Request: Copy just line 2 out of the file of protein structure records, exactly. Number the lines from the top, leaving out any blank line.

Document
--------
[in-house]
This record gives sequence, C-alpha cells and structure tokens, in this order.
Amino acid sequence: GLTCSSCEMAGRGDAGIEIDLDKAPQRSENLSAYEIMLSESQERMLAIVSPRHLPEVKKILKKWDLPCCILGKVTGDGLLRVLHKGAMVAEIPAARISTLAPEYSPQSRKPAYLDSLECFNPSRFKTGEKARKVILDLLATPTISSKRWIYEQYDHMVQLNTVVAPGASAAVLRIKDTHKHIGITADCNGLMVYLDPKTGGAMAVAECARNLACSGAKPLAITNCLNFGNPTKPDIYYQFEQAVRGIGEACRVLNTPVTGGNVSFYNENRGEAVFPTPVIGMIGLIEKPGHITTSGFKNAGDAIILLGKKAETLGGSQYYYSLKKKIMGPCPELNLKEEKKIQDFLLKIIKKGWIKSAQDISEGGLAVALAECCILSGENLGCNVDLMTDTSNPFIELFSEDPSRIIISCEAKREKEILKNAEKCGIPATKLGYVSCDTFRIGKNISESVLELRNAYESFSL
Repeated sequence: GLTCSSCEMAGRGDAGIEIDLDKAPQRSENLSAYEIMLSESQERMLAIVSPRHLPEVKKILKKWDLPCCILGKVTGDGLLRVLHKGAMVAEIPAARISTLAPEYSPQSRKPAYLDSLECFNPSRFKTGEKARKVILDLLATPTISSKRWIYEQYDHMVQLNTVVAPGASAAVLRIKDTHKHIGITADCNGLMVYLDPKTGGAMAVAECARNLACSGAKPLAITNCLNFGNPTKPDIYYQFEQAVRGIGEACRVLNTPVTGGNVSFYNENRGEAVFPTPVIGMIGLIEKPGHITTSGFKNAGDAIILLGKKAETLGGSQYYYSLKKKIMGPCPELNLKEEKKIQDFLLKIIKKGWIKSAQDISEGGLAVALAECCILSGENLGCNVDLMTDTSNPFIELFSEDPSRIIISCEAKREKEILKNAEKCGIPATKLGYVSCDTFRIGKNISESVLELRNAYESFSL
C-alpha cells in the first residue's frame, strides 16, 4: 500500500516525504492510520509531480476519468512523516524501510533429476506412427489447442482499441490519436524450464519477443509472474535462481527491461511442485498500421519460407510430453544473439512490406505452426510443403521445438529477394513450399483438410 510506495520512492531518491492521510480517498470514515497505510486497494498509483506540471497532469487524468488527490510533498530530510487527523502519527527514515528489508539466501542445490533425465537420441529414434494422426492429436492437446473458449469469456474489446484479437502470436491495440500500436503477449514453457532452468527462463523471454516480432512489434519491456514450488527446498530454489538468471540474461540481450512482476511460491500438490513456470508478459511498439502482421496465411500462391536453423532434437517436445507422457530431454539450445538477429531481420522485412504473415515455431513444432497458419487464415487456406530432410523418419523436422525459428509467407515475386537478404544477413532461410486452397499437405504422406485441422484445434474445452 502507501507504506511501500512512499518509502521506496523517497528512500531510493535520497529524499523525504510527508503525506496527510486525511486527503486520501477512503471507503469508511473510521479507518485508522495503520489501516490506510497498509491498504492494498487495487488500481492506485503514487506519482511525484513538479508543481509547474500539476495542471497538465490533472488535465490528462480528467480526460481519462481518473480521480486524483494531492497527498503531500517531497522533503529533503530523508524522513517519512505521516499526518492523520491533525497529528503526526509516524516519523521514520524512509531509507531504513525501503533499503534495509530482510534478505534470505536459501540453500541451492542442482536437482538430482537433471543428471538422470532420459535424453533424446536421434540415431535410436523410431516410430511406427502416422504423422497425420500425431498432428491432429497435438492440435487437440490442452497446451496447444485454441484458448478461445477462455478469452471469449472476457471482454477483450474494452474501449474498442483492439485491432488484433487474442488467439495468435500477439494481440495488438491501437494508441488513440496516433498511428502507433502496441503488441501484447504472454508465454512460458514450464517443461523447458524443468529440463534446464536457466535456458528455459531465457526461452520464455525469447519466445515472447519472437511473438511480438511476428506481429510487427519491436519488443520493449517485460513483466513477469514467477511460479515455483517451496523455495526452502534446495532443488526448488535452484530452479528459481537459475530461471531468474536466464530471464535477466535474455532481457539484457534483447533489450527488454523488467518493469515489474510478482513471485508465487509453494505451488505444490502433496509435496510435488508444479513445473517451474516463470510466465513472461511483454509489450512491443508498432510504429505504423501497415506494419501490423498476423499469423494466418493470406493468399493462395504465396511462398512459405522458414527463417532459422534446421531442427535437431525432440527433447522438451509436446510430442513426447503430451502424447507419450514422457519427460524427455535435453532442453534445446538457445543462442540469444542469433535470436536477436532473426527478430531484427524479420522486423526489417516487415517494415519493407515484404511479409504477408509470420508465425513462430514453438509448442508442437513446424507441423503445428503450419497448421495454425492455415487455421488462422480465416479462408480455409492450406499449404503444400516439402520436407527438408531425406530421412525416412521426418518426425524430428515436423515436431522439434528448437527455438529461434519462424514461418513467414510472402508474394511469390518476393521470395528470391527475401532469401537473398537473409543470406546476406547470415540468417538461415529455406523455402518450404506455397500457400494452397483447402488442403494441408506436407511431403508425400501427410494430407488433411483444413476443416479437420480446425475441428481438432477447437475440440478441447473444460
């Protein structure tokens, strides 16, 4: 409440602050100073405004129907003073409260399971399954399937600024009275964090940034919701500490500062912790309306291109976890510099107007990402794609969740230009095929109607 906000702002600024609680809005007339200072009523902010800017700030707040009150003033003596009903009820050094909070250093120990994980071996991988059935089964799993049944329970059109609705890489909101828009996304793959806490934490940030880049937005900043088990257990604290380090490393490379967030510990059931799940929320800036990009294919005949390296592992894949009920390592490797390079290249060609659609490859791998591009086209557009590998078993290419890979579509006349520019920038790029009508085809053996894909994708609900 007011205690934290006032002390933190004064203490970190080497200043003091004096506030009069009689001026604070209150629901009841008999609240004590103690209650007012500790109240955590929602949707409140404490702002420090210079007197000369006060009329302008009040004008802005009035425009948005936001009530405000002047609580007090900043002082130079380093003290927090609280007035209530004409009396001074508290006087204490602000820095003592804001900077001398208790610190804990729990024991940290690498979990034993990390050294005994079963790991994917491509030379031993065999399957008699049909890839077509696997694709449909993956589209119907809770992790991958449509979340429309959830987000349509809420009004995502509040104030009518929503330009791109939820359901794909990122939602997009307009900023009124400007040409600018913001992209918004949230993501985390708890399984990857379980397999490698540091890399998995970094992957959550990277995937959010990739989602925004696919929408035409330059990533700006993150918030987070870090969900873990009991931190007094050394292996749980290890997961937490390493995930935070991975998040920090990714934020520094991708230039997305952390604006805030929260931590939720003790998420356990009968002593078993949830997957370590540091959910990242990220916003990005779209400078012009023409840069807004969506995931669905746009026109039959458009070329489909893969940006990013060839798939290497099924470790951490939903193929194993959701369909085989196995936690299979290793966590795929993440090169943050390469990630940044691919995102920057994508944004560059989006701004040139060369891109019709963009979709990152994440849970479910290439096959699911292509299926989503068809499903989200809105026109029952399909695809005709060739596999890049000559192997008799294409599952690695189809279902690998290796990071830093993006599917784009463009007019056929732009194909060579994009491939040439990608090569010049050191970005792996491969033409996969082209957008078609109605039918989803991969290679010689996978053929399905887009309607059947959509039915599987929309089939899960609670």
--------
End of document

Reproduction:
This record gives sequence, C-alpha cells and structure tokens, in this order.